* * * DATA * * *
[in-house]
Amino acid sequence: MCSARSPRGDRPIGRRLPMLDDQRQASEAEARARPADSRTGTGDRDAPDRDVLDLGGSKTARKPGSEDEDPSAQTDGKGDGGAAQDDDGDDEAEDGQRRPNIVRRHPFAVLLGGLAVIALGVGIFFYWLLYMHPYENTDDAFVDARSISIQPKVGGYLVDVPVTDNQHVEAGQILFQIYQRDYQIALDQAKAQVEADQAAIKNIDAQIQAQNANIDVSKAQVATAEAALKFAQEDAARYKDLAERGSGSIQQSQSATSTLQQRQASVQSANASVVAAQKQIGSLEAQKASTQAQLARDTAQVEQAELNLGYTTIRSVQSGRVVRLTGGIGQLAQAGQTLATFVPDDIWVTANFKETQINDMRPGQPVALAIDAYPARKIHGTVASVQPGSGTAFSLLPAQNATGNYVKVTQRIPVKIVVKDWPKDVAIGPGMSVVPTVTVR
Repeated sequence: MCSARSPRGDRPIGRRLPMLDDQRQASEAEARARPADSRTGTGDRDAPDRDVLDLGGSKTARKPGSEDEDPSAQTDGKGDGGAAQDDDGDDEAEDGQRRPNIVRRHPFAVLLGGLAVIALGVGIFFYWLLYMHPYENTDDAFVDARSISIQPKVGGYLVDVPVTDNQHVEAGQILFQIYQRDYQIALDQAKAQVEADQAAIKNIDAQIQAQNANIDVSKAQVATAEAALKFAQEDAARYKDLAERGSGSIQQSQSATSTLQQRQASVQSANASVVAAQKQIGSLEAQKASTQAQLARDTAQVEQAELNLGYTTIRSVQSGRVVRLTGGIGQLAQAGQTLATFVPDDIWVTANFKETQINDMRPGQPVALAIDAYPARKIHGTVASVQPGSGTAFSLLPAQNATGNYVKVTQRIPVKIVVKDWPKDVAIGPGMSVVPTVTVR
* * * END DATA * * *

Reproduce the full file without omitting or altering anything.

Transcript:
[in-house]
Amino acid sequence: MCSARSPRGDRPIGRRLPMLDDQRQASEAEARARPADSRTGTGDRDAPDRDVLDLGGSKTARKPGSEDEDPSAQTDGKGDGGAAQDDDGDDEAEDGQRRPNIVRRHPFAVLLGGLAVIALGVGIFFYWLLYMHPYENTDDAFVDARSISIQPKVGGYLVDVPVTDNQHVEAGQILFQIYQRDYQIALDQAKAQVEADQAAIKNIDAQIQAQNANIDVSKAQVATAEAALKFAQEDAARYKDLAERGSGSIQQSQSATSTLQQRQASVQSANASVVAAQKQIGSLEAQKASTQAQLARDTAQVEQAELNLGYTTIRSVQSGRVVRLTGGIGQLAQAGQTLATFVPDDIWVTANFKETQINDMRPGQPVALAIDAYPARKIHGTVASVQPGSGTAFSLLPAQNATGNYVKVTQRIPVKIVVKDWPKDVAIGPGMSVVPTVTVR
Repeated sequence: MCSARSPRGDRPIGRRLPMLDDQRQASEAEARARPADSRTGTGDRDAPDRDVLDLGGSKTARKPGSEDEDPSAQTDGKGDGGAAQDDDGDDEAEDGQRRPNIVRRHPFAVLLGGLAVIALGVGIFFYWLLYMHPYENTDDAFVDARSISIQPKVGGYLVDVPVTDNQHVEAGQILFQIYQRDYQIALDQAKAQVEADQAAIKNIDAQIQAQNANIDVSKAQVATAEAALKFAQEDAARYKDLAERGSGSIQQSQSATSTLQQRQASVQSANASVVAAQKQIGSLEAQKASTQAQLARDTAQVEQAELNLGYTTIRSVQSGRVVRLTGGIGQLAQAGQTLATFVPDDIWVTANFKETQINDMRPGQPVALAIDAYPARKIHGTVASVQPGSGTAFSLLPAQNATGNYVKVTQRIPVKIVVKDWPKDVAIGPGMSVVPTVTVR